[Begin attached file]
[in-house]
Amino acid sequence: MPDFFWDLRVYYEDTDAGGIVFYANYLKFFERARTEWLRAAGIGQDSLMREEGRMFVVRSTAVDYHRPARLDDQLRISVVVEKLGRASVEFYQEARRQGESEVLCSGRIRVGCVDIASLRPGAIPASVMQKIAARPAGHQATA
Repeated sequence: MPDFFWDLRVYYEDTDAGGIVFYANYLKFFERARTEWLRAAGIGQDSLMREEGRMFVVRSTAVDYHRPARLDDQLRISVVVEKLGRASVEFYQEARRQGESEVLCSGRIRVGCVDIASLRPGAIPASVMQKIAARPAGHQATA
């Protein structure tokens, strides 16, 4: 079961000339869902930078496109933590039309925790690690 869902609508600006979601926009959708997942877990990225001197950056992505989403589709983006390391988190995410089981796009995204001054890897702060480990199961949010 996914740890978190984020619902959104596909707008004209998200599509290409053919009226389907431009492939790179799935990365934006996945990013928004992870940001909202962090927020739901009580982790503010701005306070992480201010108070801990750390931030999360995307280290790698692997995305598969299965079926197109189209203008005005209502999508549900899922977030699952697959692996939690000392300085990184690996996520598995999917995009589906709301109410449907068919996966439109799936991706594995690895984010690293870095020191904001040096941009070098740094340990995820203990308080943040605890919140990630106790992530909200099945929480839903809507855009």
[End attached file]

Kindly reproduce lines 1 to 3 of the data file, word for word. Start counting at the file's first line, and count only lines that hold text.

[in-house]
Amino acid sequence: MPDFFWDLRVYYEDTDAGGIVFYANYLKFFERARTEWLRAAGIGQDSLMREEGRMFVVRSTAVDYHRPARLDDQLRISVVVEKLGRASVEFYQEARRQGESEVLCSGRIRVGCVDIASLRPGAIPASVMQKIAARPAGHQATA
Repeated sequence: MPDFFWDLRVYYEDTDAGGIVFYANYLKFFERARTEWLRAAGIGQDSLMREEGRMFVVRSTAVDYHRPARLDDQLRISVVVEKLGRASVEFYQEARRQGESEVLCSGRIRVGCVDIASLRPGAIPASVMQKIAARPAGHQATA